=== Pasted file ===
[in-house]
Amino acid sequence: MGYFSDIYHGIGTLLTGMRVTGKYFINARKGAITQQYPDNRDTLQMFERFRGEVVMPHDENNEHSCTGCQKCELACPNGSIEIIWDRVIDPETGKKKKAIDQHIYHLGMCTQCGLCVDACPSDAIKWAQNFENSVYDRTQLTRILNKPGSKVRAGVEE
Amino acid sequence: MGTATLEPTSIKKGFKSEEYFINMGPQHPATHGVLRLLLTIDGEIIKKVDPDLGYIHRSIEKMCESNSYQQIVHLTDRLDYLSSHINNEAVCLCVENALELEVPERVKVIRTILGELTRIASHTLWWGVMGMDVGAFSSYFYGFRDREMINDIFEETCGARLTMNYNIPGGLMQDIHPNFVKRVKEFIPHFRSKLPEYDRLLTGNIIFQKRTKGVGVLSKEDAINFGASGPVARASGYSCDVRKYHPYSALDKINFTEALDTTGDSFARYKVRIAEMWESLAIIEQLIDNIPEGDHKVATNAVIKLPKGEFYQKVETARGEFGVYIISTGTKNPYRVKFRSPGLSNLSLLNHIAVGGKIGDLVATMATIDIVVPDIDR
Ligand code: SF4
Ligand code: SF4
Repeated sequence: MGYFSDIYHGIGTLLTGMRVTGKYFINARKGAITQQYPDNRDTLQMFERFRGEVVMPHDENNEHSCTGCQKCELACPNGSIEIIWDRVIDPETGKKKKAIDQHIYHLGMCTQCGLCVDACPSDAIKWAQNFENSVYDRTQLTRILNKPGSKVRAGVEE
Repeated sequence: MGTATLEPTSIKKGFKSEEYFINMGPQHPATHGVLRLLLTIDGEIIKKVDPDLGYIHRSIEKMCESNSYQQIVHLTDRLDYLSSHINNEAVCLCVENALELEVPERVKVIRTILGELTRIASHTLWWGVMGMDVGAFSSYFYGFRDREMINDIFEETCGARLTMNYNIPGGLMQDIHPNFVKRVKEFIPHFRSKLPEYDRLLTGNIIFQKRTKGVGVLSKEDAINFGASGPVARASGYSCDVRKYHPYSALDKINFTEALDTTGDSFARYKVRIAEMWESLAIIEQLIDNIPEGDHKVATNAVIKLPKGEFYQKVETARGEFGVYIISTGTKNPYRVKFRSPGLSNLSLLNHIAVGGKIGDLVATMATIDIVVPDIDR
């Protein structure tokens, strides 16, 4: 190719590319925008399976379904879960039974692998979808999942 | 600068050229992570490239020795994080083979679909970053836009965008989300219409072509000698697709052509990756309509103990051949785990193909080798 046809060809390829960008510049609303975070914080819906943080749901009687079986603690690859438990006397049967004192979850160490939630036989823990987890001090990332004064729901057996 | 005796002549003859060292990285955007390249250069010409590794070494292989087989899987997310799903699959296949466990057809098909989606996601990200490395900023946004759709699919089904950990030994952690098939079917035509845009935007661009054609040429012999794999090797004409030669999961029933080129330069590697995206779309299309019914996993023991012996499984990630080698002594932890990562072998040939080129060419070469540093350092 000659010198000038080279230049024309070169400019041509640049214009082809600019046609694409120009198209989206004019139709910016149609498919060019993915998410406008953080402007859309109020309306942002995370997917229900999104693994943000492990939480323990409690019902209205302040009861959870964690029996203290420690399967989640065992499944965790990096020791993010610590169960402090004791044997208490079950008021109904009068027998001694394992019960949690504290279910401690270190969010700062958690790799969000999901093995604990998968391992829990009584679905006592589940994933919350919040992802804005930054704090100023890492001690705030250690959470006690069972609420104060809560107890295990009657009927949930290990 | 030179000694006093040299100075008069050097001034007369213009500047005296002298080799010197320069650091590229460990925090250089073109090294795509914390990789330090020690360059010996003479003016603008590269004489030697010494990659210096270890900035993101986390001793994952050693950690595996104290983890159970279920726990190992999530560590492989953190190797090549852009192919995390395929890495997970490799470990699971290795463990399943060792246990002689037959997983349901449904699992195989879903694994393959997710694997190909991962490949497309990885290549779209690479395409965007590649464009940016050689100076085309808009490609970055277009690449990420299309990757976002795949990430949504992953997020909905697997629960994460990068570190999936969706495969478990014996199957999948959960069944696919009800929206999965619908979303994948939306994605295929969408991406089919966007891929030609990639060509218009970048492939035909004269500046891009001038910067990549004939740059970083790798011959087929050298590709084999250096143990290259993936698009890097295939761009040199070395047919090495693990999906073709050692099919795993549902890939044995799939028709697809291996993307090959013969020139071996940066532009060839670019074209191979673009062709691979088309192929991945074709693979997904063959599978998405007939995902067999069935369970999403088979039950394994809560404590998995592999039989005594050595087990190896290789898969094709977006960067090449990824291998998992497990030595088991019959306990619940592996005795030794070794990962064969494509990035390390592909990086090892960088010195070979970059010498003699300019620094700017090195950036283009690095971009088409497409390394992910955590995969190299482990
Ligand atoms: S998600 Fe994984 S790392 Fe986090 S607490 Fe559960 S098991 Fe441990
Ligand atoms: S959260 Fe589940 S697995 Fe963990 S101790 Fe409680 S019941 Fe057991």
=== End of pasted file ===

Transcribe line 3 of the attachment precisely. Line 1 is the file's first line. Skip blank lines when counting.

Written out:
Amino acid sequence: MGTATLEPTSIKKGFKSEEYFINMGPQHPATHGVLRLLLTIDGEIIKKVDPDLGYIHRSIEKMCESNSYQQIVHLTDRLDYLSSHINNEAVCLCVENALELEVPERVKVIRTILGELTRIASHTLWWGVMGMDVGAFSSYFYGFRDREMINDIFEETCGARLTMNYNIPGGLMQDIHPNFVKRVKEFIPHFRSKLPEYDRLLTGNIIFQKRTKGVGVLSKEDAINFGASGPVARASGYSCDVRKYHPYSALDKINFTEALDTTGDSFARYKVRIAEMWESLAIIEQLIDNIPEGDHKVATNAVIKLPKGEFYQKVETARGEFGVYIISTGTKNPYRVKFRSPGLSNLSLLNHIAVGGKIGDLVATMATIDIVVPDIDR